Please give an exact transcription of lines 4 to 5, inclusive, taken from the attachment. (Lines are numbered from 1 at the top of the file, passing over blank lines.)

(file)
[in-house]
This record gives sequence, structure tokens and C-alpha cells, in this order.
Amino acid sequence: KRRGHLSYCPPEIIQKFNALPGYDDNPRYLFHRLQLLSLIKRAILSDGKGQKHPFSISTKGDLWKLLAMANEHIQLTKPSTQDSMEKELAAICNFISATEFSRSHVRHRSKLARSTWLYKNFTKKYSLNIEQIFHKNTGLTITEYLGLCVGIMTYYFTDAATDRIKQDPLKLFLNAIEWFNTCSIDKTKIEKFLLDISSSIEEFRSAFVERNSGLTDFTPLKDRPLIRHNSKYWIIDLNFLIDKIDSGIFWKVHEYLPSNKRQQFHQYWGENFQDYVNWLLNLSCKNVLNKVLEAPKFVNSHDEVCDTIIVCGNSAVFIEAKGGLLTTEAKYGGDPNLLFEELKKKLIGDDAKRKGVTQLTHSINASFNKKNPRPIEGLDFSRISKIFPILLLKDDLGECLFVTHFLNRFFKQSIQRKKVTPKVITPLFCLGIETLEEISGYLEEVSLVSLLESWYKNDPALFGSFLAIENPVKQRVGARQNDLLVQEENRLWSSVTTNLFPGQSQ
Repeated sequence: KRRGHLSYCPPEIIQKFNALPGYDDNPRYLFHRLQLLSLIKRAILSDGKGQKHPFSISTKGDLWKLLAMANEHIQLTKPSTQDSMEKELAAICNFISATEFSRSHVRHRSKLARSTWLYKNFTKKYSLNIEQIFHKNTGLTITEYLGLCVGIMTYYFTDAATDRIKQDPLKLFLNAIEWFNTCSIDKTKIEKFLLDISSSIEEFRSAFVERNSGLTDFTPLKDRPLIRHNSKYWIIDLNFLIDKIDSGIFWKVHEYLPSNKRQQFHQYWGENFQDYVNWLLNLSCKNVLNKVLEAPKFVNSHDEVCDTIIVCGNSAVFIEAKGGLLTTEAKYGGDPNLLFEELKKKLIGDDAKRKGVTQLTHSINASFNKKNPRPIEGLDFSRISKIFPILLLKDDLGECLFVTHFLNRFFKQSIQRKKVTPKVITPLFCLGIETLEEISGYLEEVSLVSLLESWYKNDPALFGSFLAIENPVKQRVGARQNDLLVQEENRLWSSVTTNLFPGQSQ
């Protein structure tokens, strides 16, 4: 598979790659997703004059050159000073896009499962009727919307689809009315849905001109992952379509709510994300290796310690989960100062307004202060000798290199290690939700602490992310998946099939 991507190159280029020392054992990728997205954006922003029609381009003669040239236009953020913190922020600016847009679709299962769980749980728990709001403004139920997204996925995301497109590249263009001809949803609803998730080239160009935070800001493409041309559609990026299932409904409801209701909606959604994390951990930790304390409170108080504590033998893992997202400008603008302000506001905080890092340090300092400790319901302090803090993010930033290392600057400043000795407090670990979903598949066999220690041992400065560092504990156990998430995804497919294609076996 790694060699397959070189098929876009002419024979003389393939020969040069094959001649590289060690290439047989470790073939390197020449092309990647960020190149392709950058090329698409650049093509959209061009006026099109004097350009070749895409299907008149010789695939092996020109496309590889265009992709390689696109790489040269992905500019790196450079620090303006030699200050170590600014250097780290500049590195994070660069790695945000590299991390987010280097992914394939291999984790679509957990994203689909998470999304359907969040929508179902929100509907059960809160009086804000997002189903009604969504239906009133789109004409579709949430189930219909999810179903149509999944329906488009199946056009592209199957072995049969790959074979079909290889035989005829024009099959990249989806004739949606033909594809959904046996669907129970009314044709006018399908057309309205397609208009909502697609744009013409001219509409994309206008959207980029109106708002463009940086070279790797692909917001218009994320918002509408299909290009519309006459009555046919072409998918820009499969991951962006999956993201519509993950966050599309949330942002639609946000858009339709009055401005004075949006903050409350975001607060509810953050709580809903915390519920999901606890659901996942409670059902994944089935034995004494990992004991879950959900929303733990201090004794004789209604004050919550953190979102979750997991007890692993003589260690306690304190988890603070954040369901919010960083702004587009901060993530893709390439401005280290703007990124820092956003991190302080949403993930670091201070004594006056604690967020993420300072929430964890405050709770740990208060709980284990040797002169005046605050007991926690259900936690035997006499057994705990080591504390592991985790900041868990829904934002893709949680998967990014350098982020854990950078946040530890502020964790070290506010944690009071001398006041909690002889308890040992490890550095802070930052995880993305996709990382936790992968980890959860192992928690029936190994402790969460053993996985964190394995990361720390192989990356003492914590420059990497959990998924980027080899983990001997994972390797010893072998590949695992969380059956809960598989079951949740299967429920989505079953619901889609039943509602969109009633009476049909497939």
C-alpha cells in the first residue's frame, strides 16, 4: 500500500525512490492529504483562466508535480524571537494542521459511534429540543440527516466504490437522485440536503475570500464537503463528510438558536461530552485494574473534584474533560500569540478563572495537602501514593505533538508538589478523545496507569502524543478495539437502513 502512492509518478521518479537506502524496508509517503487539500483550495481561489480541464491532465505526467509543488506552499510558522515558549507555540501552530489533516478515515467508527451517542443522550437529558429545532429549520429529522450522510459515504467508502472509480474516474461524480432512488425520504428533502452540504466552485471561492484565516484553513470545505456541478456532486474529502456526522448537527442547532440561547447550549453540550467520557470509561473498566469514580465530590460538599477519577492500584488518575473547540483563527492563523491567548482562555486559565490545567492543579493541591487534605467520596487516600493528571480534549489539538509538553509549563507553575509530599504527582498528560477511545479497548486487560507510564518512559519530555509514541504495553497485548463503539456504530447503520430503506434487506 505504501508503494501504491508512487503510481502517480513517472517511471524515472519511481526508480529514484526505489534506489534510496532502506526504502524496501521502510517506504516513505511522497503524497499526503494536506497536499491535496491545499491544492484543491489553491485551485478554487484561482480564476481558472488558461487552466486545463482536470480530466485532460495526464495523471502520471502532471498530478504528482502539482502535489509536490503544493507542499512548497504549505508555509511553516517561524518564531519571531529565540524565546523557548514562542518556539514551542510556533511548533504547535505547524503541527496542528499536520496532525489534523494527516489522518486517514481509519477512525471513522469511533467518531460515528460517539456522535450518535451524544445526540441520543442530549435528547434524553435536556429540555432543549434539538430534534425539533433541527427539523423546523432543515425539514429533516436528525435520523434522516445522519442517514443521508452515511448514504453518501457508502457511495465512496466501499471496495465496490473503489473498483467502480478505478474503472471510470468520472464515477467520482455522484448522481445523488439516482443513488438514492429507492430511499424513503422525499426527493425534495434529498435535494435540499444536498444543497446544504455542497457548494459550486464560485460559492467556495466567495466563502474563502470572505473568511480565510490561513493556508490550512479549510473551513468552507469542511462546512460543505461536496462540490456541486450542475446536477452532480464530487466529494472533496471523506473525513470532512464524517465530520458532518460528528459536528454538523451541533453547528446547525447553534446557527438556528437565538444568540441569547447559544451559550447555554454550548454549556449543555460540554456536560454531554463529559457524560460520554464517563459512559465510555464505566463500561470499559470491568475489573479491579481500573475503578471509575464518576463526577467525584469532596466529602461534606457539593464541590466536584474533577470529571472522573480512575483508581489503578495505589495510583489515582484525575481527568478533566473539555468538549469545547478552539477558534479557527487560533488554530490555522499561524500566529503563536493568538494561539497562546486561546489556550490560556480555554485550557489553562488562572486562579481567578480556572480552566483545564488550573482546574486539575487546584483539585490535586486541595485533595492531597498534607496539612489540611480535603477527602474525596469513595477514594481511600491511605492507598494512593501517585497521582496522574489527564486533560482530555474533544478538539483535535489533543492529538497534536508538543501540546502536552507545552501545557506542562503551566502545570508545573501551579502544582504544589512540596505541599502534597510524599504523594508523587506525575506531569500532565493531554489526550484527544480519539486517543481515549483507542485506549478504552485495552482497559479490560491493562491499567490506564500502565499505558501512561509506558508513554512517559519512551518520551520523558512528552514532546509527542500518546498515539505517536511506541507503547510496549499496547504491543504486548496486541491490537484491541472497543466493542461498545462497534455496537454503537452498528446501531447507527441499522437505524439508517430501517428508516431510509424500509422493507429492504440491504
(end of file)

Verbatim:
Repeated sequence: KRRGHLSYCPPEIIQKFNALPGYDDNPRYLFHRLQLLSLIKRAILSDGKGQKHPFSISTKGDLWKLLAMANEHIQLTKPSTQDSMEKELAAICNFISATEFSRSHVRHRSKLARSTWLYKNFTKKYSLNIEQIFHKNTGLTITEYLGLCVGIMTYYFTDAATDRIKQDPLKLFLNAIEWFNTCSIDKTKIEKFLLDISSSIEEFRSAFVERNSGLTDFTPLKDRPLIRHNSKYWIIDLNFLIDKIDSGIFWKVHEYLPSNKRQQFHQYWGENFQDYVNWLLNLSCKNVLNKVLEAPKFVNSHDEVCDTIIVCGNSAVFIEAKGGLLTTEAKYGGDPNLLFEELKKKLIGDDAKRKGVTQLTHSINASFNKKNPRPIEGLDFSRISKIFPILLLKDDLGECLFVTHFLNRFFKQSIQRKKVTPKVITPLFCLGIETLEEISGYLEEVSLVSLLESWYKNDPALFGSFLAIENPVKQRVGARQNDLLVQEENRLWSSVTTNLFPGQSQ
């Protein structure tokens, strides 16, 4: 598979790659997703004059050159000073896009499962009727919307689809009315849905001109992952379509709510994300290796310690989960100062307004202060000798290199290690939700602490992310998946099939 991507190159280029020392054992990728997205954006922003029609381009003669040239236009953020913190922020600016847009679709299962769980749980728990709001403004139920997204996925995301497109590249263009001809949803609803998730080239160009935070800001493409041309559609990026299932409904409801209701909606959604994390951990930790304390409170108080504590033998893992997202400008603008302000506001905080890092340090300092400790319901302090803090993010930033290392600057400043000795407090670990979903598949066999220690041992400065560092504990156990998430995804497919294609076996 790694060699397959070189098929876009002419024979003389393939020969040069094959001649590289060690290439047989470790073939390197020449092309990647960020190149392709950058090329698409650049093509959209061009006026099109004097350009070749895409299907008149010789695939092996020109496309590889265009992709390689696109790489040269992905500019790196450079620090303006030699200050170590600014250097780290500049590195994070660069790695945000590299991390987010280097992914394939291999984790679509957990994203689909998470999304359907969040929508179902929100509907059960809160009086804000997002189903009604969504239906009133789109004409579709949430189930219909999810179903149509999944329906488009199946056009592209199957072995049969790959074979079909290889035989005829024009099959990249989806004739949606033909594809959904046996669907129970009314044709006018399908057309309205397609208009909502697609744009013409001219509409994309206008959207980029109106708002463009940086070279790797692909917001218009994320918002509408299909290009519309006459009555046919072409998918820009499969991951962006999956993201519509993950966050599309949330942002639609946000858009339709009055401005004075949006903050409350975001607060509810953050709580809903915390519920999901606890659901996942409670059902994944089935034995004494990992004991879950959900929303733990201090004794004789209604004050919550953190979102979750997991007890692993003589260690306690304190988890603070954040369901919010960083702004587009901060993530893709390439401005280290703007990124820092956003991190302080949403993930670091201070004594006056604690967020993420300072929430964890405050709770740990208060709980284990040797002169005046605050007991926690259900936690035997006499057994705990080591504390592991985790900041868990829904934002893709949680998967990014350098982020854990950078946040530890502020964790070290506010944690009071001398006041909690002889308890040992490890550095802070930052995880993305996709990382936790992968980890959860192992928690029936190994402790969460053993996985964190394995990361720390192989990356003492914590420059990497959990998924980027080899983990001997994972390797010893072998590949695992969380059956809960598989079951949740299967429920989505079953619901889609039943509602969109009633009476049909497939």